Tuesday, October 13, 2009

Book Review: Good Masters! Sweets Ladies!

We are studying the medieval period of history right now, one of my favorites. In fact, I think I'm taking too long to cover it with the girls, but I can think of worse problems to have. The girls and I have enjoyed reading many great literature selections depicting the middle ages, and one that stands out particularly is Good Masters! Sweet Ladies! Voices from a Medieval Village, by Laura Amy Schlitz.

Past winner of the Newbery Award, the book is a collection of nineteen short plays, most of which are monologues. Each character is between 10 and 15 years old and lives on an English manor in the year 1255; Schlitz leaves it up to the readers to decide for themselves the age of each character. Some characters are members of the nobility and some decidedly are not. Yet each one has his or her own unique voice, which Schlitz creates with wonderful accuracy for the period.

That is the beauty of the stories: each character is so finely depicted, his voice is so vivid, her circumstances so carefully constructed that the medieval era comes to brilliant life. Far better than any dull textbook rendering of "Life in Medieval Times," these plays vividly re-create the social strata and living conditions of a typical feudal-system manor, from the desperate situation of a runaway villein to the frightening expectations of the lord's nephew and all those in between.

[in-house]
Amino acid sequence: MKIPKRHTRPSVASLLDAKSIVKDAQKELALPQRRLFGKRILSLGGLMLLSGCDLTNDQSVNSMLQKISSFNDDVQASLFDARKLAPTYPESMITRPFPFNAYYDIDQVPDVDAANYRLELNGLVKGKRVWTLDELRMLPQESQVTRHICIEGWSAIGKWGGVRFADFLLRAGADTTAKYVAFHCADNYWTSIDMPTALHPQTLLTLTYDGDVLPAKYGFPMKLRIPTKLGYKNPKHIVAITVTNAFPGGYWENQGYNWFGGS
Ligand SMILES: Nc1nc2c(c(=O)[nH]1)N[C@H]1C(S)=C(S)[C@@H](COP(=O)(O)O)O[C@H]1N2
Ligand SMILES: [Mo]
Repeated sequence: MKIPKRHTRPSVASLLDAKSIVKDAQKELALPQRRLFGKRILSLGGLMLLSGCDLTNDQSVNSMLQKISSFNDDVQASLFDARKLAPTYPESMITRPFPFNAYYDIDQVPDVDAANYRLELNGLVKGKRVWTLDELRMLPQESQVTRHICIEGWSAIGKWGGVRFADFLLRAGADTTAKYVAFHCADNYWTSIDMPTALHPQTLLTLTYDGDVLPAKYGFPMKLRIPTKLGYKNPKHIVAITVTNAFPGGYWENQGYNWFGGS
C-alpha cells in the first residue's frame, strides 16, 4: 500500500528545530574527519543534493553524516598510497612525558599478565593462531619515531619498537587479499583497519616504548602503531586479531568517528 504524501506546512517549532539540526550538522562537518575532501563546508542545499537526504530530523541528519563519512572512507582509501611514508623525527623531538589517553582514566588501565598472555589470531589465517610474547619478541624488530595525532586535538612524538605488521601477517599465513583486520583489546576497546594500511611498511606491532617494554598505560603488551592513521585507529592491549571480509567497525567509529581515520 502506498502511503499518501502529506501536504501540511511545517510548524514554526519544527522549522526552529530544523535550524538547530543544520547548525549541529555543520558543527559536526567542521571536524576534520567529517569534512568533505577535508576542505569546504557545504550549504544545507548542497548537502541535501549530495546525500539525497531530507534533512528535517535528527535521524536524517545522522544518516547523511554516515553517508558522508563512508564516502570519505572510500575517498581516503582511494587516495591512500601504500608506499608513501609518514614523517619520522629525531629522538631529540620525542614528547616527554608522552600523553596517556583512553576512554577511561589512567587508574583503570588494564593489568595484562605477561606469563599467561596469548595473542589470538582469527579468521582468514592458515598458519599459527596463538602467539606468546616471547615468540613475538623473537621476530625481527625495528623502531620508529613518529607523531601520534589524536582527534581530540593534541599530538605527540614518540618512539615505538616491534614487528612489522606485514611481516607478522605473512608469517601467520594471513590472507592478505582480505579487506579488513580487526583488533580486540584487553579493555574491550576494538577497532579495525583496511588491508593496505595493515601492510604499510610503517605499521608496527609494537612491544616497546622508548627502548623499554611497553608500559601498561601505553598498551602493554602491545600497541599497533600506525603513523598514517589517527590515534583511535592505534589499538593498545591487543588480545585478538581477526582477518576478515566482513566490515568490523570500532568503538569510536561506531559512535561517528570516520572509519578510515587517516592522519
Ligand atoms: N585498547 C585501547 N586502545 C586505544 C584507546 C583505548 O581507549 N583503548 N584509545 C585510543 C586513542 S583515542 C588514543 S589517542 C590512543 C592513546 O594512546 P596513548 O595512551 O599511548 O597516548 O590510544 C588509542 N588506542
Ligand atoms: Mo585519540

The book includes several explanatory essays that give background information on issues of the day. These include "The Three-Field System," Medieval Pilgrimage," "Jews in Medieval Society," and "Towns and Freedom." Well-written and just thorough enough, the essays shed light on aspects of some of the characters' lives. Also, there are notes alongside the text whenever further explanation of a term or situation is warranted.

As we know, medieval life was difficult and often cruel, and these plays do not shy away from tough topics. There are brutal drunkards for fathers, dishonest millers, rank poverty, and other ugliness. I have not felt the need to skip or edit any of the selections, and the girls and I have had some good conversations following particularly difficult monologues; but your family may feel otherwise. Use your own discretion. That being said, there are also moments of self-awareness, clarity, and honesty so poignant that it almost hurts to read them.

My daughters are developing a love for the medieval period, and I'm delighted to watch it blossom. This book is one of the reasons they've become so intrigued.

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